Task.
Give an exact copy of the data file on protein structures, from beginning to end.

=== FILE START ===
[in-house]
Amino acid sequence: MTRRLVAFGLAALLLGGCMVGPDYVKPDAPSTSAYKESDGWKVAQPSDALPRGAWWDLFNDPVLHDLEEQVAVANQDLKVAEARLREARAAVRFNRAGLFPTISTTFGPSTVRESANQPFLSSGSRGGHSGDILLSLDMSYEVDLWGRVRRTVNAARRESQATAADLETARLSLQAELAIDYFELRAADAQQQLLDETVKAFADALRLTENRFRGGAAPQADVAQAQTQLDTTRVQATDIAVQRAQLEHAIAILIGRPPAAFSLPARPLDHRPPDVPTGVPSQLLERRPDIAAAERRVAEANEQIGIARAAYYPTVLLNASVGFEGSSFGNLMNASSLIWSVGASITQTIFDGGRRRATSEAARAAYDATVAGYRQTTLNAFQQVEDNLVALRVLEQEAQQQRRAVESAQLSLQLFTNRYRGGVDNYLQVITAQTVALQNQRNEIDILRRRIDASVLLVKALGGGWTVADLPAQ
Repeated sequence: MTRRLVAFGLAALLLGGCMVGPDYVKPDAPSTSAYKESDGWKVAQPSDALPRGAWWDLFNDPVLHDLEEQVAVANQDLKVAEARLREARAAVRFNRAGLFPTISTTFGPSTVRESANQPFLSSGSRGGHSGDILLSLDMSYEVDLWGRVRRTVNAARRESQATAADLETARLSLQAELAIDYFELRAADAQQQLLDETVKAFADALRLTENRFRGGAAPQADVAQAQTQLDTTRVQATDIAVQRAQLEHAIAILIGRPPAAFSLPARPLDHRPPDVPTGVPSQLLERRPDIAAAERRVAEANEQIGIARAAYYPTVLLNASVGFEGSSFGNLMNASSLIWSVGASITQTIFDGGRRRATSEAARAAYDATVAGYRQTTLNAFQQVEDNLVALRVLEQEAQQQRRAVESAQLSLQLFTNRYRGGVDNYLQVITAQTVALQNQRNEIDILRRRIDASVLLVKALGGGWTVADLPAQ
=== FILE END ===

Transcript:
[in-house]
Amino acid sequence: MTRRLVAFGLAALLLGGCMVGPDYVKPDAPSTSAYKESDGWKVAQPSDALPRGAWWDLFNDPVLHDLEEQVAVANQDLKVAEARLREARAAVRFNRAGLFPTISTTFGPSTVRESANQPFLSSGSRGGHSGDILLSLDMSYEVDLWGRVRRTVNAARRESQATAADLETARLSLQAELAIDYFELRAADAQQQLLDETVKAFADALRLTENRFRGGAAPQADVAQAQTQLDTTRVQATDIAVQRAQLEHAIAILIGRPPAAFSLPARPLDHRPPDVPTGVPSQLLERRPDIAAAERRVAEANEQIGIARAAYYPTVLLNASVGFEGSSFGNLMNASSLIWSVGASITQTIFDGGRRRATSEAARAAYDATVAGYRQTTLNAFQQVEDNLVALRVLEQEAQQQRRAVESAQLSLQLFTNRYRGGVDNYLQVITAQTVALQNQRNEIDILRRRIDASVLLVKALGGGWTVADLPAQ
Repeated sequence: MTRRLVAFGLAALLLGGCMVGPDYVKPDAPSTSAYKESDGWKVAQPSDALPRGAWWDLFNDPVLHDLEEQVAVANQDLKVAEARLREARAAVRFNRAGLFPTISTTFGPSTVRESANQPFLSSGSRGGHSGDILLSLDMSYEVDLWGRVRRTVNAARRESQATAADLETARLSLQAELAIDYFELRAADAQQQLLDETVKAFADALRLTENRFRGGAAPQADVAQAQTQLDTTRVQATDIAVQRAQLEHAIAILIGRPPAAFSLPARPLDHRPPDVPTGVPSQLLERRPDIAAAERRVAEANEQIGIARAAYYPTVLLNASVGFEGSSFGNLMNASSLIWSVGASITQTIFDGGRRRATSEAARAAYDATVAGYRQTTLNAFQQVEDNLVALRVLEQEAQQQRRAVESAQLSLQLFTNRYRGGVDNYLQVITAQTVALQNQRNEIDILRRRIDASVLLVKALGGGWTVADLPAQ